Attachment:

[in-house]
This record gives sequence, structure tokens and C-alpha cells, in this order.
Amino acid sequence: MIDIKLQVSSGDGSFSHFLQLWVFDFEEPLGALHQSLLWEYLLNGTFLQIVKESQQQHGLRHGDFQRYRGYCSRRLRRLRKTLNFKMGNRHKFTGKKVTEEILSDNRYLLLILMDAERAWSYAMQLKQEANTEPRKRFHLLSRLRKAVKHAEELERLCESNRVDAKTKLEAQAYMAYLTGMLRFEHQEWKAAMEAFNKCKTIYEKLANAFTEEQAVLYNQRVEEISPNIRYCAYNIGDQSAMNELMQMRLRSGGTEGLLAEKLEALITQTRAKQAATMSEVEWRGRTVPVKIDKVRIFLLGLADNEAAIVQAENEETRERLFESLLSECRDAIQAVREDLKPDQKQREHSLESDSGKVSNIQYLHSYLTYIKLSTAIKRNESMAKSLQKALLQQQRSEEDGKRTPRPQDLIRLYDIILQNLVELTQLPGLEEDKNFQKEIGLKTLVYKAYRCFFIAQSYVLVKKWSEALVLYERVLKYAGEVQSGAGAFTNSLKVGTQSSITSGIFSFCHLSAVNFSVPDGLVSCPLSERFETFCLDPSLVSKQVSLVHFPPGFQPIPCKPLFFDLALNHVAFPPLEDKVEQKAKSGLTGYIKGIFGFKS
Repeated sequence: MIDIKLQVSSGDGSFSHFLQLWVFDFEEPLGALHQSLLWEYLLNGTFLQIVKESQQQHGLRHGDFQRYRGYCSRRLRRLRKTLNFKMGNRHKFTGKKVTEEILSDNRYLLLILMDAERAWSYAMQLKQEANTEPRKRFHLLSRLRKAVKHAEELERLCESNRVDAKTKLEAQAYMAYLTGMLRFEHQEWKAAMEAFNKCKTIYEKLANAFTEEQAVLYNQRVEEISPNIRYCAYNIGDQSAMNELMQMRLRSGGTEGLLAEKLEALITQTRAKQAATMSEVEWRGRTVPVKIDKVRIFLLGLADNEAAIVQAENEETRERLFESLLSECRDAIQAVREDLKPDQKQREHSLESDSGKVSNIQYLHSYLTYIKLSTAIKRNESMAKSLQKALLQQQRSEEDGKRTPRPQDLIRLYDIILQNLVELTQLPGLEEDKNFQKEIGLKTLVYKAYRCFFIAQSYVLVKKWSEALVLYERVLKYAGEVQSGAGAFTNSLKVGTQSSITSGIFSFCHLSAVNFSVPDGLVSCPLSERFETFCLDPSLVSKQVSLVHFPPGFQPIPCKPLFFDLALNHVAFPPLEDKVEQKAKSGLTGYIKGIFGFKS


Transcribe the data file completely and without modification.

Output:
[in-house]
This record gives sequence, structure tokens and C-alpha cells, in this order.
Amino acid sequence: MIDIKLQVSSGDGSFSHFLQLWVFDFEEPLGALHQSLLWEYLLNGTFLQIVKESQQQHGLRHGDFQRYRGYCSRRLRRLRKTLNFKMGNRHKFTGKKVTEEILSDNRYLLLILMDAERAWSYAMQLKQEANTEPRKRFHLLSRLRKAVKHAEELERLCESNRVDAKTKLEAQAYMAYLTGMLRFEHQEWKAAMEAFNKCKTIYEKLANAFTEEQAVLYNQRVEEISPNIRYCAYNIGDQSAMNELMQMRLRSGGTEGLLAEKLEALITQTRAKQAATMSEVEWRGRTVPVKIDKVRIFLLGLADNEAAIVQAENEETRERLFESLLSECRDAIQAVREDLKPDQKQREHSLESDSGKVSNIQYLHSYLTYIKLSTAIKRNESMAKSLQKALLQQQRSEEDGKRTPRPQDLIRLYDIILQNLVELTQLPGLEEDKNFQKEIGLKTLVYKAYRCFFIAQSYVLVKKWSEALVLYERVLKYAGEVQSGAGAFTNSLKVGTQSSITSGIFSFCHLSAVNFSVPDGLVSCPLSERFETFCLDPSLVSKQVSLVHFPPGFQPIPCKPLFFDLALNHVAFPPLEDKVEQKAKSGLTGYIKGIFGFKS
Repeated sequence: MIDIKLQVSSGDGSFSHFLQLWVFDFEEPLGALHQSLLWEYLLNGTFLQIVKESQQQHGLRHGDFQRYRGYCSRRLRRLRKTLNFKMGNRHKFTGKKVTEEILSDNRYLLLILMDAERAWSYAMQLKQEANTEPRKRFHLLSRLRKAVKHAEELERLCESNRVDAKTKLEAQAYMAYLTGMLRFEHQEWKAAMEAFNKCKTIYEKLANAFTEEQAVLYNQRVEEISPNIRYCAYNIGDQSAMNELMQMRLRSGGTEGLLAEKLEALITQTRAKQAATMSEVEWRGRTVPVKIDKVRIFLLGLADNEAAIVQAENEETRERLFESLLSECRDAIQAVREDLKPDQKQREHSLESDSGKVSNIQYLHSYLTYIKLSTAIKRNESMAKSLQKALLQQQRSEEDGKRTPRPQDLIRLYDIILQNLVELTQLPGLEEDKNFQKEIGLKTLVYKAYRCFFIAQSYVLVKKWSEALVLYERVLKYAGEVQSGAGAFTNSLKVGTQSSITSGIFSFCHLSAVNFSVPDGLVSCPLSERFETFCLDPSLVSKQVSLVHFPPGFQPIPCKPLFFDLALNHVAFPPLEDKVEQKAKSGLTGYIKGIFGFKS